Every year on November 11, citizens throughout the Commonwealth, the United States of America, and in other countries commemorate those who died while fighting for their countries in war since World War I with parades, moments of silence, and other ceremonies. During the days leading up to this year's Remembrance Day, we at Silver Seven will look at the points where the history of the Ottawa Senators intersects with the stories of the First and Second World Wars. These are but a few stories among tens of thousands of Canadians who went to war in defen ce of our country.
During World War I, Canadians across the country left their jobs in order to fight for the Allied cause in Europe. Hockey players were no different, and many of the world's best hockey players had their careers interrupted in order to devote their energies to the more pressing needs of the world.
One of those players was Harold Lawton "Punch" Broadbent, a member of the Ottawa Senators. At just 23 years of age, Broadbent attested to serve in the Canadian Overseas Expedition Force in July of 1915. Little information is available online about Broadbent's war record, but he served with the Force for more than three years before returning to Canada (and to the Senators).
Broadbent was awarded the Military Medal for his service, given to a soldier "for individual or associated acts of bravery on the recommendation of a Commander-in-Chief in the field."
Broadbent left the Senators in 1915 to join the Canadian Expeditionary Force, and, when he came home from Europe in 1918, he returned to his old team. While the Senators were in the National Hockey Association before he left, the NHA had folded, and Ottawa was now a member of the newly-formed National Hockey League.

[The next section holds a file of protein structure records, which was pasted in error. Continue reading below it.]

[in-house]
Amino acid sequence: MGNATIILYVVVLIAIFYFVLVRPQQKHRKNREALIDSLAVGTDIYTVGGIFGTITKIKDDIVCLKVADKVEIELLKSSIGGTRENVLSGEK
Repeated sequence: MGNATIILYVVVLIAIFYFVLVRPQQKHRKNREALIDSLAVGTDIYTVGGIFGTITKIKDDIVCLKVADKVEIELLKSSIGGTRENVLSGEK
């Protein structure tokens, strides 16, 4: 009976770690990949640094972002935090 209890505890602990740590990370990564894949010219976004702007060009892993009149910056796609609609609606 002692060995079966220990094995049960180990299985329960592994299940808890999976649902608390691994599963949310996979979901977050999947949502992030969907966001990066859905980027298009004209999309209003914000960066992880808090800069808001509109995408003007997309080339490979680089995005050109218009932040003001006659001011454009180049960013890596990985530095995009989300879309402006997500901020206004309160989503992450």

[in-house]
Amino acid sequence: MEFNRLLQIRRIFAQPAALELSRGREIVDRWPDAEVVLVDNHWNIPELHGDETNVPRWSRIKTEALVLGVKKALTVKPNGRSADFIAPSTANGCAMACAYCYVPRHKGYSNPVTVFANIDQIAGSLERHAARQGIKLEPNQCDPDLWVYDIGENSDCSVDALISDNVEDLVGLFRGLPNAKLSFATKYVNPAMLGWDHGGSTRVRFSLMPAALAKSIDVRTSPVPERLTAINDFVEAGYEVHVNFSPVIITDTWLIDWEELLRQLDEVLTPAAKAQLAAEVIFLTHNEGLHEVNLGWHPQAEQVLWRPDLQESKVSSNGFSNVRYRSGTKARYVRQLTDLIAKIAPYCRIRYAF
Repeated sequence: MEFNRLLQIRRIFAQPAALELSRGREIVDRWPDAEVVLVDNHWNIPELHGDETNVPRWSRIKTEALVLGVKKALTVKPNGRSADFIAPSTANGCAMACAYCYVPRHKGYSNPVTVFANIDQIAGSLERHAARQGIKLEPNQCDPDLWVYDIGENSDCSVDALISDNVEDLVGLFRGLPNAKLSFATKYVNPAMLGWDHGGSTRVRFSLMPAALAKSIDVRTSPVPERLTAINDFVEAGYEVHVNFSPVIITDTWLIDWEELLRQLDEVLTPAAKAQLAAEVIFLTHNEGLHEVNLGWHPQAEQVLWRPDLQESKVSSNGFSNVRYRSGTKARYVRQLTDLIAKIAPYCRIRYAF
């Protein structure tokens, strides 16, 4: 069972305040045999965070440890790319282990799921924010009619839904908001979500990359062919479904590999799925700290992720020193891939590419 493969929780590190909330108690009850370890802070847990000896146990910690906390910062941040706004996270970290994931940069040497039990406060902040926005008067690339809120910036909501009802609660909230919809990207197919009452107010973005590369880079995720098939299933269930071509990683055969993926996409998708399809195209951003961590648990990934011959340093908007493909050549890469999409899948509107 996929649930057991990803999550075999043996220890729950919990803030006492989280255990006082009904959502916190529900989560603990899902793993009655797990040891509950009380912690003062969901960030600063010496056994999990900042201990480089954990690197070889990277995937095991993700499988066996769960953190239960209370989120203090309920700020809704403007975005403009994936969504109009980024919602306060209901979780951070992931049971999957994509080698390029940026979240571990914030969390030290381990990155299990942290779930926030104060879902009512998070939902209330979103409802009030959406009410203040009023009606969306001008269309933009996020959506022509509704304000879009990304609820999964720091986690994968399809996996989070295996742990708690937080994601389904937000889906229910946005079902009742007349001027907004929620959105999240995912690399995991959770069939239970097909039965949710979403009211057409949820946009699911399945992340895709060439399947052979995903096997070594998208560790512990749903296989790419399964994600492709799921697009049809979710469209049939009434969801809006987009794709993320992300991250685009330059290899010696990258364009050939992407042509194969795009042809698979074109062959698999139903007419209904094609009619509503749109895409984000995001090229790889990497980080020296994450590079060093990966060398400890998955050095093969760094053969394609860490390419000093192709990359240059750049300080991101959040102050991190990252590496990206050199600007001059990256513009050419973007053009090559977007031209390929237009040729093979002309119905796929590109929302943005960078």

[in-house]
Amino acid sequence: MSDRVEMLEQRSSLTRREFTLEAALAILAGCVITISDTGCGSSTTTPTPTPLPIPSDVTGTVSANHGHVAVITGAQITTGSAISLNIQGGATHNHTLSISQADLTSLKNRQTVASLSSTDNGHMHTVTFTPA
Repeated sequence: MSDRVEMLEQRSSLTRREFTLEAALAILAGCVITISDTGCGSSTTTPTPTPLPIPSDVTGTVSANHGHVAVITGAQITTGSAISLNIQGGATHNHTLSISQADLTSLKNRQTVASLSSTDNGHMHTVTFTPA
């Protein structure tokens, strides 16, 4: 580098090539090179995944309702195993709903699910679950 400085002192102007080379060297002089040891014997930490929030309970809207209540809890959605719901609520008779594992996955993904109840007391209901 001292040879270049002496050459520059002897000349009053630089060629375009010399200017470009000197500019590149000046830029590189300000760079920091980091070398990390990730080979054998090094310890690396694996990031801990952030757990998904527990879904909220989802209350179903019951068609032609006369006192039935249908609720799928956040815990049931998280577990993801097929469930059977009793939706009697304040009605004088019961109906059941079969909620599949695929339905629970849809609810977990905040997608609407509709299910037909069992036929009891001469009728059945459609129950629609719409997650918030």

By many accounts, Broadbent pioneered the role of the power forwards in professional hockey. Opposing teams feared Broadbent's fists and his elbows as much as they feared his scoring ability, and even if he couldn't beat them on the scoreboard--which, considering the incredibly strong teams he played for, didn't happen often--he could still beat them in other ways. (He was nicknamed "Punch" for good reason.) He finished his NHL career with 167P (122G, 45A) in 302GP, but his 553PIM are evidence of his physically punishing style. He set, and still holds, the NHL record 16-game goal-scoring streak in 1922, the same season he was the league's scoring champion and led the Senators to the Stanley Cup title.
As the league grew and the Senators' team changed, Broadbent was traded to the Montreal Maroons. He played with them for four seasons before returning, once again, to the Senators, where he played for one more season. He played his final season with the New York Americans before retiring from professional hockey ion 1929.
Though Broadbent was playing some of the best hockey of his career in the late 1910s, he gave up three years of a promising career to fight for his country in World War I. His contribution won't be forgotten.
- Kitchen, Paul. Win, Tie, or Wrangle: The Inside Story of the Old Ottawa Senators. Newcastle, ON: Penumbra Press, 2008.
- Pelletier, Joe. "Ottawa Hockey Legends: Punch Broadbent." Joe Pelletier's 'Greatest Hockey Legends,' available here.
- Hockey Hall of Fame. "Punch Broadbent - Biography - Honoured Player - Legends of Hockey," available here.
- Library and Archives Canada. "Harry Lawton Broadbent," Soldiers of the First World War (attestation form), available here.
- Wikipedia. "Ottawa Senators (original)," available here.
- Wikipedia. "Punch Broadbent," available here.